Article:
Ground rent is a contractual rental payment allowing for the occupation of an area of land/property and usually only applicable to leasehold properties.
The leasehold system dates back to the days of William the Conqueror due to his claim that all land was under his ownership. Estates were bequeathed to wealthy land owning lords who were then able to charge people living on their land. This illustrates the early formation of the lease. The leasehold system has evolved over time allowing for the owners of a freehold title to charge ground rent to those who occupy their land/property.
Flats/apartments cannot be sold with freehold title as they are constructed on top of each other so occupying the same area of land. Therefore, the freeholder attaches a ground rent to each flat/apartment. Ground rent can be a peppercorn (a ground rent of nominal value that will never be collected or is collected upon demand only). On some occasions the ground rent is for a monetary value specified within a lease or transfer document. Failure to pay ground rent would be considered a breach of contract, and a freeholder could potentially reclaim their land.
Over the last decade or so, developers have started to sell homes on a leasehold basis rather than freehold. As the developer owns the land under the freehold title, the buyer must pay an annual ground rent in accordance with the lease they have entered into. It has come to light that the buyers have not fully understood the contracts they were entering into. In some instances, the developers have then sold the freehold title to offshore investors, who have then, unscrupulously, demanded vast sums from the homeowners to buy out the contracts.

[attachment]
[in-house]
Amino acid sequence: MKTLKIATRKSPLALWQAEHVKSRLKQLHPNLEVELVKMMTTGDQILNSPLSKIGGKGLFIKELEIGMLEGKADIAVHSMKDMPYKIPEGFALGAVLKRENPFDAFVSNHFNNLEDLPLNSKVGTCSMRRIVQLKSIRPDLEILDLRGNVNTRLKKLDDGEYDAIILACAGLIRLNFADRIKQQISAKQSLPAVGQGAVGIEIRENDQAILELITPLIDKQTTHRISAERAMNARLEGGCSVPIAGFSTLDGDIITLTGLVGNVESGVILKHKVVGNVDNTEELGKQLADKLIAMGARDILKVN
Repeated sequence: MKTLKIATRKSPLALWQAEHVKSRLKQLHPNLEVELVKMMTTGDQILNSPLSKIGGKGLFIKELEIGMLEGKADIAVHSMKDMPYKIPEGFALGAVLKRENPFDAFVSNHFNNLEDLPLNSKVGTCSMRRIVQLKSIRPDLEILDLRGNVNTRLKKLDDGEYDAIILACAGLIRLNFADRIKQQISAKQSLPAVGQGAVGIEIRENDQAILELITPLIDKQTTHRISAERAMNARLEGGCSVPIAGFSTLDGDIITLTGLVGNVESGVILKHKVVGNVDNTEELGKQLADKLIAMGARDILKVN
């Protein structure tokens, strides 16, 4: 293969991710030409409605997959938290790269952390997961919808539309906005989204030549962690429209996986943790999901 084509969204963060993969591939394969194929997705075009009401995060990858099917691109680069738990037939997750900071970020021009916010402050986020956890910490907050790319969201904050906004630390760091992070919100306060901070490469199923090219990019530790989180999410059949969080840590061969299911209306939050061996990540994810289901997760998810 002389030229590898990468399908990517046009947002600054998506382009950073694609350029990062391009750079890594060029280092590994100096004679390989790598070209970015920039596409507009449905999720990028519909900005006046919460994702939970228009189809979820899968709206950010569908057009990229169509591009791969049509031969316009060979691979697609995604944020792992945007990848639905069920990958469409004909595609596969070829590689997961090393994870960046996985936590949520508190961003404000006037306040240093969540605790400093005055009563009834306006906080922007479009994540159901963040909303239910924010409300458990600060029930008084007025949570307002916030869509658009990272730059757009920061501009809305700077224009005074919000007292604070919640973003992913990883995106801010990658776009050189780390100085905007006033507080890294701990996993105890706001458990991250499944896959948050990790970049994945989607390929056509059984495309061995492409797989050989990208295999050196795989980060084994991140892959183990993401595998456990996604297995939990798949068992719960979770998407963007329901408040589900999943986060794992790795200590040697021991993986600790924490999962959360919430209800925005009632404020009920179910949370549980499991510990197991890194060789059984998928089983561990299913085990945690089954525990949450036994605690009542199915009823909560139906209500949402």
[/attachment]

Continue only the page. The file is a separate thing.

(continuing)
Following this, further issues have ensured in that many families across the UK are not able to sell their homes due to the onerous ground rent charge provisions contained within the lease they have entered into.
Historically speaking, ground rents have been on the low side i.e. between £10-£50. However, developers have increased ground rents to a charge of anywhere between £150 to £500 a year. Lease clauses have been incorporated to allow for the freeholder to review the ground rent periodically so that they may increase the ground rent at each review. The reviews may take place every 5, 10, or 25 years.
A ground rent doubling every 10 years does not seem to be problematic on the face of it, but some leases are for a term of 999 years. If in consideration of a 999 year term lease, a ground rent of £250 per annum doubling every 10 years, the ground rent payable could potentially be in the thousands!
Lenders are, in some cases, refusing to offer borrowing on such properties due to the onerous ground rent provisions. In the event that a new buyer will still want to purchase a property affected by the ground rent provisions, they are unlikely to be able to obtain a mortgage. This in effect down-values the properties due to not being an ‘attractive prospect’.
Those who find themselves owning such properties may wish to attempt to purchase the freehold, or, as an alternative, seek to amend the ground rent provisions to cap the ground rent to a reasonable level (£250.00 per annum for properties outside of London, and £1,000.00 per annum for those properties in London) to prevent the leases becoming assured tenancies which will give the freeholder greater powers to take possession of the property and bring the lease to an end if ground rent remains unpaid.